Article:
Buildings never sit still.

 

And it’s more fun when they don’t. To consider a building as a dynamic space is to account for a true understanding of buildings as living, breathing elements that support life. The purpose of The Moving Detail project was to test student’s skill in understanding not only the representation of a building detail, but to further explain it through a moving model. The kinetic understanding and physical interpretation made for substantial expressions of form. As architects, we’re used to things sitting still. In terms of buildings, that is generally the preference. The project is a chance for designers to explore the world of kinetic details in both abstract and real terms. The abstraction is where the author has the chance to explore the problem of motion in primary terms. How and why does an elevator, a door or a cabinet slider move the way it does? What are the basic components of the system that must come together and make it a detail. Along with the physical models, students are first asked to document and draw the problem in its standardized representation in order to gain a clear understanding of the metrics used to represent this delicate world. Next, they have to make a kinetic model that demonstrates the motion. The problem of building a model is one that most people struggle with. The process of calibrating material scale, tolerance and performance is a challenging obstacle. By overcoming the challenge and building something that moves, it offers the students and deeper understanding of the inherent physical performances architects summon from their builders on a daily basis.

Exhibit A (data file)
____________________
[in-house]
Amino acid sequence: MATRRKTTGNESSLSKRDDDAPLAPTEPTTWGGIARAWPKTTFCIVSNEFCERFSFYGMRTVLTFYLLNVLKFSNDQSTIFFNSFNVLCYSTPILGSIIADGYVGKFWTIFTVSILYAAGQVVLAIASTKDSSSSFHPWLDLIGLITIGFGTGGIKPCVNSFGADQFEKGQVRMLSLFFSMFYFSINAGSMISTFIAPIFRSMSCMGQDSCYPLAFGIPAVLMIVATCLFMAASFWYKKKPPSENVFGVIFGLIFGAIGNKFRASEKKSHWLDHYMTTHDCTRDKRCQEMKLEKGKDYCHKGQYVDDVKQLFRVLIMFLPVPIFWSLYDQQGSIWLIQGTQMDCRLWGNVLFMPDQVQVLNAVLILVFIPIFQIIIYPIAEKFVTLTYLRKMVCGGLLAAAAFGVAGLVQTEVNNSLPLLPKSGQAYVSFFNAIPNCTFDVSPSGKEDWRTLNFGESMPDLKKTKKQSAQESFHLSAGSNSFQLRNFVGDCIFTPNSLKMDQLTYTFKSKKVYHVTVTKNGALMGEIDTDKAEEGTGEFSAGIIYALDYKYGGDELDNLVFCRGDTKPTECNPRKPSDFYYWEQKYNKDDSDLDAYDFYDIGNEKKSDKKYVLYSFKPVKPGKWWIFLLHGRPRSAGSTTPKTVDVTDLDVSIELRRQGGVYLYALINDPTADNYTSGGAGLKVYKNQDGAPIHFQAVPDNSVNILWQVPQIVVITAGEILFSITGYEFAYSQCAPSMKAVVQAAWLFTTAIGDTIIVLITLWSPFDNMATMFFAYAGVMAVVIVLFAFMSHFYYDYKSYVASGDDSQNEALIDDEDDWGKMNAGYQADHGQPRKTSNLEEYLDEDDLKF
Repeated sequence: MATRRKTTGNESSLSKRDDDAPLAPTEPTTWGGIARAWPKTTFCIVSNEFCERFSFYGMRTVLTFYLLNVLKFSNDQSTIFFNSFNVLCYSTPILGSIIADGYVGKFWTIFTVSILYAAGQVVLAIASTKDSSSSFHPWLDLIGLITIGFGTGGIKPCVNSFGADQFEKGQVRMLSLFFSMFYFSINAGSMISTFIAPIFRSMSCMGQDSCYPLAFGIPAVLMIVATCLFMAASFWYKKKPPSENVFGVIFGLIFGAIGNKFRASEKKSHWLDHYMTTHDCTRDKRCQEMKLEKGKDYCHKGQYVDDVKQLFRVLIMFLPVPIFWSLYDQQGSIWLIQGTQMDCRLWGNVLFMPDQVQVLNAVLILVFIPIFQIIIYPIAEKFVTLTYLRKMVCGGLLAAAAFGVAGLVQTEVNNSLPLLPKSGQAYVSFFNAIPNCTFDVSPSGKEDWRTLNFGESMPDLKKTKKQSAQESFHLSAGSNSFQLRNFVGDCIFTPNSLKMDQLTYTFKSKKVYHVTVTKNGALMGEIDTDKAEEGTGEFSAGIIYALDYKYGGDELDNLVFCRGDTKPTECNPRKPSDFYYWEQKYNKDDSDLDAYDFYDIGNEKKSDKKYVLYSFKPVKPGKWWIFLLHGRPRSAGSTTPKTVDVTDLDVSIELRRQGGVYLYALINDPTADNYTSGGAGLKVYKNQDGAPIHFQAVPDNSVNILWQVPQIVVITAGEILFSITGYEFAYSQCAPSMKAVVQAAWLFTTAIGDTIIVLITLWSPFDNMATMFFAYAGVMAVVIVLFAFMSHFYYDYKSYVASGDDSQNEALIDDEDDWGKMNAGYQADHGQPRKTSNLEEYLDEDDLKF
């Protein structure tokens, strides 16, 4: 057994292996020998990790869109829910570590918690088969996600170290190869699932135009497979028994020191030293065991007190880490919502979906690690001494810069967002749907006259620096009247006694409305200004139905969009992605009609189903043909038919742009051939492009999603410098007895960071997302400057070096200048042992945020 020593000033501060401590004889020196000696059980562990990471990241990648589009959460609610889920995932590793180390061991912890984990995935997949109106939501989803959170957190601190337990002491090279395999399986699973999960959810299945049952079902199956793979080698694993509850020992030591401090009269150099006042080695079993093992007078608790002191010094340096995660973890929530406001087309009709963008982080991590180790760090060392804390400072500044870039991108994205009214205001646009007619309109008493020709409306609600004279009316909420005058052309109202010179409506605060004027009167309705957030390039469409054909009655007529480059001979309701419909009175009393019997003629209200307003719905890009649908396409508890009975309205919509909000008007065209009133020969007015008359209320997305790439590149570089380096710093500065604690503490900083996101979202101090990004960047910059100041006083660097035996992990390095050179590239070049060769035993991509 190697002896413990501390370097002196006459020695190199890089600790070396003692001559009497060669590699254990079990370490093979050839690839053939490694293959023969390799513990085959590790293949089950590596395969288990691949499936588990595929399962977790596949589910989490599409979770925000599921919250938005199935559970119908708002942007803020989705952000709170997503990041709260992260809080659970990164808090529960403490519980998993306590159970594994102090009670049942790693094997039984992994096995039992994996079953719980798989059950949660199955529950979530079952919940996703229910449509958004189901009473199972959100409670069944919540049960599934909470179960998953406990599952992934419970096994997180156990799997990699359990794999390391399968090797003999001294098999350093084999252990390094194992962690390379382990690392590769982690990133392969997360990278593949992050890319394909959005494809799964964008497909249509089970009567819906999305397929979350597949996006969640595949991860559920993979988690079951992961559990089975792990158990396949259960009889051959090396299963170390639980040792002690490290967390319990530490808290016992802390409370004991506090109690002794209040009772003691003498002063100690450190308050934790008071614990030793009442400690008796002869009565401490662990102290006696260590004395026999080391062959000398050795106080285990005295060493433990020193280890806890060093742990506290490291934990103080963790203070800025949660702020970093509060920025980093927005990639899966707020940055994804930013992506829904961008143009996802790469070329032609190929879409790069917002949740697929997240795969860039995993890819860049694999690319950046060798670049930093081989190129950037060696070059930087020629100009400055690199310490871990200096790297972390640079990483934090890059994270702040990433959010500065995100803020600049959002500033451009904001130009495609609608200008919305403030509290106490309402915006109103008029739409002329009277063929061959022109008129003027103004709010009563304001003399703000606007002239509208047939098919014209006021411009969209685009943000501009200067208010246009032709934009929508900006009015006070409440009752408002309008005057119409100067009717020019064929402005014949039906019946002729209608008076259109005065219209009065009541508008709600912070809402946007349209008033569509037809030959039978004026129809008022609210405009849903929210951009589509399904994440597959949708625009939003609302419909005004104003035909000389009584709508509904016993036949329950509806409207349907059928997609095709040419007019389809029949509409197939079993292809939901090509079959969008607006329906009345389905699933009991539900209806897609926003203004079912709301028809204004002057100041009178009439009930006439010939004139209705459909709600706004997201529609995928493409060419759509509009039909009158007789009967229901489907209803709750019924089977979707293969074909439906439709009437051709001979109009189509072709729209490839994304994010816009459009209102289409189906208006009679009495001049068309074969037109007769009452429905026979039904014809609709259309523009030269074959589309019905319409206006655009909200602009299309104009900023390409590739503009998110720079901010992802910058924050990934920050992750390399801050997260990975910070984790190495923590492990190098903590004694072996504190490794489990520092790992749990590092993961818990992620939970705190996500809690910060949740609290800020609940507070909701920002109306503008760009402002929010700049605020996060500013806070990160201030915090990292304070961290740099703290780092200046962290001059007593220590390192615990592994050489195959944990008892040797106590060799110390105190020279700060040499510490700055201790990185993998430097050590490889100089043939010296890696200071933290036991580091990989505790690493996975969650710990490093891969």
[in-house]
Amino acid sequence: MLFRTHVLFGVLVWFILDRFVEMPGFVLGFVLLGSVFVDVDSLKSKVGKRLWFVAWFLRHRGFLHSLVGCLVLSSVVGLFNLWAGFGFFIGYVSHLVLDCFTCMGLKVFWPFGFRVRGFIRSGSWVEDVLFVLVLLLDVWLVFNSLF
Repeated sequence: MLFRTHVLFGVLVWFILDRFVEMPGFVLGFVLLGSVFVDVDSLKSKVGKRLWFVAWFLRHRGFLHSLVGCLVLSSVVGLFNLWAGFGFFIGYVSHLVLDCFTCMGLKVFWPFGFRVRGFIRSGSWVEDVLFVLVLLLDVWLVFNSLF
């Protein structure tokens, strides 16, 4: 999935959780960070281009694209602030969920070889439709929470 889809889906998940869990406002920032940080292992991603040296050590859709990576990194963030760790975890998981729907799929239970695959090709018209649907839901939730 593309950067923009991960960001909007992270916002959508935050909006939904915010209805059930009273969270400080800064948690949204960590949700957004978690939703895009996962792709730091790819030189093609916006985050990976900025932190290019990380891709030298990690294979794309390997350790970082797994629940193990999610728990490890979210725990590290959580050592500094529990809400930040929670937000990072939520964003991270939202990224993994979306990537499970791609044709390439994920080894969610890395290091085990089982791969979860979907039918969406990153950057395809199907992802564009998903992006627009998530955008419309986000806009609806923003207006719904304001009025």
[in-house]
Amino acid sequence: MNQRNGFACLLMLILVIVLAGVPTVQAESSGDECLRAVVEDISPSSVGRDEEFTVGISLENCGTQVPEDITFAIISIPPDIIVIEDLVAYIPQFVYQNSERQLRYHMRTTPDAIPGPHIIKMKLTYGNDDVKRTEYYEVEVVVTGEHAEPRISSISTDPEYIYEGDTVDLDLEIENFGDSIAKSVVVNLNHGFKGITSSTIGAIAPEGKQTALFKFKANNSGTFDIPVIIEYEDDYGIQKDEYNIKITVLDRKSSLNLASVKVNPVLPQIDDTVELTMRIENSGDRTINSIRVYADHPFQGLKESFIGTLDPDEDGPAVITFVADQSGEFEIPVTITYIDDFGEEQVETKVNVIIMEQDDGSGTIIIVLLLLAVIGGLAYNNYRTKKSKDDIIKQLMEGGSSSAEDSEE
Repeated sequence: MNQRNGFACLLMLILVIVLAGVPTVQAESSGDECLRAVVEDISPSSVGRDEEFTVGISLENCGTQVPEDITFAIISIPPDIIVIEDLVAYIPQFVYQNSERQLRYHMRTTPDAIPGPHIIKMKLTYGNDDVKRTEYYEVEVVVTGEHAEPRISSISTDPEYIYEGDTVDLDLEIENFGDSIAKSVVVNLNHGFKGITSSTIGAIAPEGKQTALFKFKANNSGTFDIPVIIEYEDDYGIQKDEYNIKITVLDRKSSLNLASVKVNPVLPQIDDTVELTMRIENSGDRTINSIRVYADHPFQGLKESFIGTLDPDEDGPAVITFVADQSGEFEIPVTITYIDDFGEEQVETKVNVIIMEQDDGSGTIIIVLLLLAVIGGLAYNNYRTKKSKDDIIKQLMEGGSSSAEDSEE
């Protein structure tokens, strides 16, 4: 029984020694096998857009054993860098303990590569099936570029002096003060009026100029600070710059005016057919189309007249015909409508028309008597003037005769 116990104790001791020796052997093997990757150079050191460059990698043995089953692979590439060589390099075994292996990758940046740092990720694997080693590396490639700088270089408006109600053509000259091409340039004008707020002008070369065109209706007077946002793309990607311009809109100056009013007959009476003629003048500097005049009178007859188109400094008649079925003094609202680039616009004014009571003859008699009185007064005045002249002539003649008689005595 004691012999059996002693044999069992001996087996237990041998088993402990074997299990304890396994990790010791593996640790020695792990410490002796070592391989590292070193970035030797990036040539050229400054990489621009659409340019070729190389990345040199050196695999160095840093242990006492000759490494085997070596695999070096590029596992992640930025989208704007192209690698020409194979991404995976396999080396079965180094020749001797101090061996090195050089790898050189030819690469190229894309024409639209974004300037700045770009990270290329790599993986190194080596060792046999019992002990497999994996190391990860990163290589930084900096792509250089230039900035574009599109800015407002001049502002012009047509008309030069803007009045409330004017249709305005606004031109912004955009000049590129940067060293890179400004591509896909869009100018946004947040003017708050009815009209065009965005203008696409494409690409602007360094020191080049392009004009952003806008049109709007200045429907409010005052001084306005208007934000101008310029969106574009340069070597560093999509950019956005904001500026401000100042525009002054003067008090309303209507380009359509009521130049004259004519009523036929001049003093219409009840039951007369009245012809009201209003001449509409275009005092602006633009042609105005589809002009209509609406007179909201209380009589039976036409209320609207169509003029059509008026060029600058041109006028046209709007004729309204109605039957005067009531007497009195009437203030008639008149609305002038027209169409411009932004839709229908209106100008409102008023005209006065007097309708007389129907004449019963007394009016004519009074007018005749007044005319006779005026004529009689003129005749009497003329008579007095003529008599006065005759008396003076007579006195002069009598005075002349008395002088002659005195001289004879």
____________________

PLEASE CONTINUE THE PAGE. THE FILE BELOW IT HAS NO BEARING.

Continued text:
Students:

Joseph Loreto, Blair Bouchard, Marisol Miel Aguila, Nicolas Hardt, Qianyun Zhu